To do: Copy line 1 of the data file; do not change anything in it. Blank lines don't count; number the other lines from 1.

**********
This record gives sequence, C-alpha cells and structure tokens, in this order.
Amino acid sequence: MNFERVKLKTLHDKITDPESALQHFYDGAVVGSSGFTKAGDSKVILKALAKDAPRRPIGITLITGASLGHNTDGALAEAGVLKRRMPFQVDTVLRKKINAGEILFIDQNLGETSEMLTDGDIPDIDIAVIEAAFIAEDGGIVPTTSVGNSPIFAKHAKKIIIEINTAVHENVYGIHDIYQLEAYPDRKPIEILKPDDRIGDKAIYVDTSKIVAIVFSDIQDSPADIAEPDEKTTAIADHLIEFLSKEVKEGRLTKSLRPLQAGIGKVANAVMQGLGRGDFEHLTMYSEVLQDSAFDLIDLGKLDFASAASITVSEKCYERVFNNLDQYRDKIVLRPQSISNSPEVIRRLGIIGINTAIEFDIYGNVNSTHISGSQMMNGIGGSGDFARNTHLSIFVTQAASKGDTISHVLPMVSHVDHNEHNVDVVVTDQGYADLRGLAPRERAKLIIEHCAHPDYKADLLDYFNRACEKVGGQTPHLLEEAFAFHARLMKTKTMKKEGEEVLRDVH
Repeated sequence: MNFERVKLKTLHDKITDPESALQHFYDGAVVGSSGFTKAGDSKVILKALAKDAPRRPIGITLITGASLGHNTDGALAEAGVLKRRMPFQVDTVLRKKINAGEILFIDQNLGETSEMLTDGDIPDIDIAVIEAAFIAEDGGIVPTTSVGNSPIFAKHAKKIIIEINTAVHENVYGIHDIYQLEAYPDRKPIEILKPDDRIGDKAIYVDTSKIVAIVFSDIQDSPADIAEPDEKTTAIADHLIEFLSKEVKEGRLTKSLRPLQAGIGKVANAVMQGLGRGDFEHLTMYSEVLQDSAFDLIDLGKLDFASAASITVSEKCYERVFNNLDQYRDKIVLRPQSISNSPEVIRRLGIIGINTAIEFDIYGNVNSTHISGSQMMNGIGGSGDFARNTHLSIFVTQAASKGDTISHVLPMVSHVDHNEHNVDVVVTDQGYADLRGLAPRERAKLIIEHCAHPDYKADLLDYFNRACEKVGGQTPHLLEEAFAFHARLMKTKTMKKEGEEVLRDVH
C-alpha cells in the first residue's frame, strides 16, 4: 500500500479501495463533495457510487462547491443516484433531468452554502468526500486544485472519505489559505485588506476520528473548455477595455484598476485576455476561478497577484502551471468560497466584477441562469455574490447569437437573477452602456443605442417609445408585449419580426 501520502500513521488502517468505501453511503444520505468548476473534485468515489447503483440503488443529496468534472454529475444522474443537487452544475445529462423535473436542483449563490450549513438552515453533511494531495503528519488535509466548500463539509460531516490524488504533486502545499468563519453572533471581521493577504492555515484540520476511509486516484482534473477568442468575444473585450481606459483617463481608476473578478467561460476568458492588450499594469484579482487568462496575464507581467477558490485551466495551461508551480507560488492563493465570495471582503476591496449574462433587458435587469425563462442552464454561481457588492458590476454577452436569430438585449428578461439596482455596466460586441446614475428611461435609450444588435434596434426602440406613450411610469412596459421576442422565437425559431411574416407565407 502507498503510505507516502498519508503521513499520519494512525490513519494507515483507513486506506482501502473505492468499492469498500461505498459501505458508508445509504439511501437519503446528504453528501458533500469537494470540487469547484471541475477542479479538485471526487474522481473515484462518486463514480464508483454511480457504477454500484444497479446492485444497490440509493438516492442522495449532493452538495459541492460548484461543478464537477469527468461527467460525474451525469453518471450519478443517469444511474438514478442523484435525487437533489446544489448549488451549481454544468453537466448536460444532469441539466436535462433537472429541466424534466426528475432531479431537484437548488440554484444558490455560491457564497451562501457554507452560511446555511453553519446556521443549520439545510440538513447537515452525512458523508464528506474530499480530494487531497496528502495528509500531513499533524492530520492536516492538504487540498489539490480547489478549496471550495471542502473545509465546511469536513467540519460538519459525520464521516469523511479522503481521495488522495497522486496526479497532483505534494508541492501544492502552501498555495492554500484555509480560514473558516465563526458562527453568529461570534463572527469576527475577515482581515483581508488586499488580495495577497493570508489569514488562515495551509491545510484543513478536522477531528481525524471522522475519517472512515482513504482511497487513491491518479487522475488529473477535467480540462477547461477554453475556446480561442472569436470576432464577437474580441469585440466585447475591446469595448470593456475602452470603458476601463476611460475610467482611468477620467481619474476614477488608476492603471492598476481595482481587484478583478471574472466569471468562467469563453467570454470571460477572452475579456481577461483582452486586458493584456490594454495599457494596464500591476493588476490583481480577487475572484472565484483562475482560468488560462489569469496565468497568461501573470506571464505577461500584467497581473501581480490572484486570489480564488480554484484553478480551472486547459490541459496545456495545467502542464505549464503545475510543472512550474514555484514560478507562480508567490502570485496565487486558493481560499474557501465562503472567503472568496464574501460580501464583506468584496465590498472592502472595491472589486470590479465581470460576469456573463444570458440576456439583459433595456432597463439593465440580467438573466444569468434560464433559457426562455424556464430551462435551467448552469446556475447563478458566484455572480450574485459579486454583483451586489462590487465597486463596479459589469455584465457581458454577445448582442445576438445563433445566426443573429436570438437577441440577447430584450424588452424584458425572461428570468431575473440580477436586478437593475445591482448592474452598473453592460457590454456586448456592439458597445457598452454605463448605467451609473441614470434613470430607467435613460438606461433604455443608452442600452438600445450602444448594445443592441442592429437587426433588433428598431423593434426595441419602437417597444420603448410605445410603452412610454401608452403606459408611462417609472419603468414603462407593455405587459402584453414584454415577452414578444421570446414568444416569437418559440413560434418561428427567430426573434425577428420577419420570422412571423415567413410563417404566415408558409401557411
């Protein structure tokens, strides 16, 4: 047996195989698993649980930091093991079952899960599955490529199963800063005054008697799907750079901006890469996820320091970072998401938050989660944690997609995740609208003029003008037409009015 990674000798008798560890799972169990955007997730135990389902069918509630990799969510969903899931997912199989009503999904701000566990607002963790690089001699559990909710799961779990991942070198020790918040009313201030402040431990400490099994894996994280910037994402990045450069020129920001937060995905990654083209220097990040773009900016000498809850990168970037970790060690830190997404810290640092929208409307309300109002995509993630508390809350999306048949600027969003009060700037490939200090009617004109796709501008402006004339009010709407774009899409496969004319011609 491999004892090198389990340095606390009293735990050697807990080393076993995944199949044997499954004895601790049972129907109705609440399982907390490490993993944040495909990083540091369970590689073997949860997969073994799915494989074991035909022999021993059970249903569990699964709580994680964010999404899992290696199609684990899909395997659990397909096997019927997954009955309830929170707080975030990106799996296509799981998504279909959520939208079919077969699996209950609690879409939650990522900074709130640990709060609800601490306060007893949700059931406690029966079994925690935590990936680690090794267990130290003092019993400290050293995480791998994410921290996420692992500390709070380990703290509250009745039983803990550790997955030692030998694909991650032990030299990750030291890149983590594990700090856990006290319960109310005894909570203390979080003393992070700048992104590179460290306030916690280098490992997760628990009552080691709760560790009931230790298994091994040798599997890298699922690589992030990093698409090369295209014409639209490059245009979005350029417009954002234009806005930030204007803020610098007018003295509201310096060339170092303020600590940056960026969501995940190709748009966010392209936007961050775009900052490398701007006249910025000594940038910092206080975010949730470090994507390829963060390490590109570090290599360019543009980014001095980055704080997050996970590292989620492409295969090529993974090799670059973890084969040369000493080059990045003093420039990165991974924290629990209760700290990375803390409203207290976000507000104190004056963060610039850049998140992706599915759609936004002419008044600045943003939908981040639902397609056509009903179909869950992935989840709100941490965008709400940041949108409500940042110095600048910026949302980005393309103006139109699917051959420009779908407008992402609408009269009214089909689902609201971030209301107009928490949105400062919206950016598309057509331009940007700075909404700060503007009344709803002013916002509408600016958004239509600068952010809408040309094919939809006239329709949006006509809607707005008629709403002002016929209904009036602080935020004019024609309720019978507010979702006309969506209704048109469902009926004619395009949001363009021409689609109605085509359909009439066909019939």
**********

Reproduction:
This record gives sequence, C-alpha cells and structure tokens, in this order.